To utilize the outer stem of the Banana, a machine was developed at Central Institute of Agricultural Engineering (ICAR), Coimbatore taking the fibers from the stem and then weaving the same and turning into the rope. There are 14 to 18 sheaths, out of which 5 to 7 sheaths were utilized and the coarse fibre was used to turn into the rope. With the help of the hand wheel mechanism, the efficiency has increased from 2500m to 15000m. The quality of the rope is also quite satisfactory.

Scientists at the Central Institute of Agricultural Engineering (ICAR) in the city have developed a machine to make ropes from the outer sheath of banana trees. Scientists at the institute said they had designed the machine based on the requirement of people involved in rope-making business.

The institute collaborated with the ICAR-National Research Centre for Banana, Trichy, to develop the machine, Naik said. “Once the prototype was designed and developed in 2016, it was taken to the rope-making factory where the entrepreneur tested it extensively,” Naik added.

The banana pseudostem has 14 to 18 sheaths of which the outermost five to seven sheaths are used in rope-making, as they yield coarse fibre. The machine developed by the institute consists of two components, one for splitting the outer sheath of the banana pseudostem and another for twisting the strands of the split sheath and winding them onto a bobbin.

The sheath is fed into the first machine which has two rollers, one with grooves and another with blades. Once the sheath passes through this arrangement, it is split into strands. These strands are then fed to the second machine which twists them and winds them on bobbins. The machine also has provision to vary the number of twists of the rope by varying the speed.

P M Murugesan, an entrepreneur from Madurai, who presented the problem to the scientists, said he has been using the machine for a year now. “Earlier, I was using a hand-wheel mechanism to make rope from banana sheath. It took five people per wheel for the process and each wheel yielded only around 2,500m of rope. Today, using the machine, we produce on average 15,000m of rope using one machine and with just four people in total,” said Murugesan. He said he supplies the rope to four companies in the state and one company in Bengaluru.

The institute has been involved in providing engineering solutions for farmers’ problems, said Ravindra Naik, Principal Scientist and Head. “In 2015, people involved in rope-making business approached us to develop a solution to mechanize the process of making ropes from outer sheath of banana trees. A team from our institute visited their workplace and conducted a detailed study of the existing practice. Based on this and the requirement, we designed the machine,” Naik said.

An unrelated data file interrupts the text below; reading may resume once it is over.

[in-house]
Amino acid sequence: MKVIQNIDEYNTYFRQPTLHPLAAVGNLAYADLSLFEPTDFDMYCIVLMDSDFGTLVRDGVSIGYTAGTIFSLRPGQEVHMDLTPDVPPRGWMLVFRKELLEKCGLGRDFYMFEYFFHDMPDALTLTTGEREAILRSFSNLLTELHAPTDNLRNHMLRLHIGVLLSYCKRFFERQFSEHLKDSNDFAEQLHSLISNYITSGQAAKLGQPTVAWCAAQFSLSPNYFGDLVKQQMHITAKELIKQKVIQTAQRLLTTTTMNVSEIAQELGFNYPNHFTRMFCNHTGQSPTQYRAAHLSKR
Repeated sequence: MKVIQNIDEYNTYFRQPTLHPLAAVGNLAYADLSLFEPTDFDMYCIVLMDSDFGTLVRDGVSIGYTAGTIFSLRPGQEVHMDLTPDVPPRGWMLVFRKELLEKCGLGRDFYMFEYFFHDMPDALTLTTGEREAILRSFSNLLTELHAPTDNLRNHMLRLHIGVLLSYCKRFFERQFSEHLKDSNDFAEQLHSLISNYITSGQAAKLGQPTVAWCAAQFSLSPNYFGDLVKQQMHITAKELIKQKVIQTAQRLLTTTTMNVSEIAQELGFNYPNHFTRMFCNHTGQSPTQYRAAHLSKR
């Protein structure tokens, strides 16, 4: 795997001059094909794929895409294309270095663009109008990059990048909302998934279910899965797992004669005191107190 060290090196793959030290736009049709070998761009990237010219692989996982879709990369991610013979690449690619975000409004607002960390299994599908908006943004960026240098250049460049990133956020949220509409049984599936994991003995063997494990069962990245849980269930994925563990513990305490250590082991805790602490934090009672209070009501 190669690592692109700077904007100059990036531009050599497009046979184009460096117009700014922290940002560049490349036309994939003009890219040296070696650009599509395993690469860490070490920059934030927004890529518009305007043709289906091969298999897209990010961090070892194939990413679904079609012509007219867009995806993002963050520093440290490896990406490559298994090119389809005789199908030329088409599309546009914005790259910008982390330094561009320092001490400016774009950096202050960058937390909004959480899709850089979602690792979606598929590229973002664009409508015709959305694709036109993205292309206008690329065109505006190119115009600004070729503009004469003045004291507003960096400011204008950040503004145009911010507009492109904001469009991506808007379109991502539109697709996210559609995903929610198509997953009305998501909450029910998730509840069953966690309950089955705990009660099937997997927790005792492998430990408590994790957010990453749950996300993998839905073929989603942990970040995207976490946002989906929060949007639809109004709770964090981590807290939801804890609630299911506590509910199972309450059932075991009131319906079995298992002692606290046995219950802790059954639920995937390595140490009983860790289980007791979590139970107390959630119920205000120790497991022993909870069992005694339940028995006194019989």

The machine has also been shortlisted for additional funding by International Fund for Agricultural Development (IFAD). “We had presented our project to IFAD last year. Two months ago, representatives from IFAD had visited our institute and held discussions with us and other stakeholders,” said Naik. If funds are granted, the machine would be produced and given to selected banana farmers across the country.

The machine has been developed by scientists from the Central Institute of Agricultural Engineering (ICAR), Coimbatore, in collaboration with their counterparts from ICAR – National Research Centre for Banana, Trichy.

  • On an average, a banana plant can yield around 5kg wet or 1.5kg dried outer sheath
  • From this, 70m to 80m of 3mm twisted rope can be produced
  • From one hectare, about 2.4lakh metres of banana rope can be made
  • This would give an additional income of Rs 1lakh per hectare
  • The machine brings down space requirement by 70% to 80% and labour requirement by 65% to 70%
  • The machine on an average can produce 15,000m of rope per day.
  • The cost of the machine setup is around Rs 1.4 lakh

 

Using 3mm rope – fabric, bedsheets and bedspreads

Using 5mm rope – mats, light shades, window screens, bags and yoga mats



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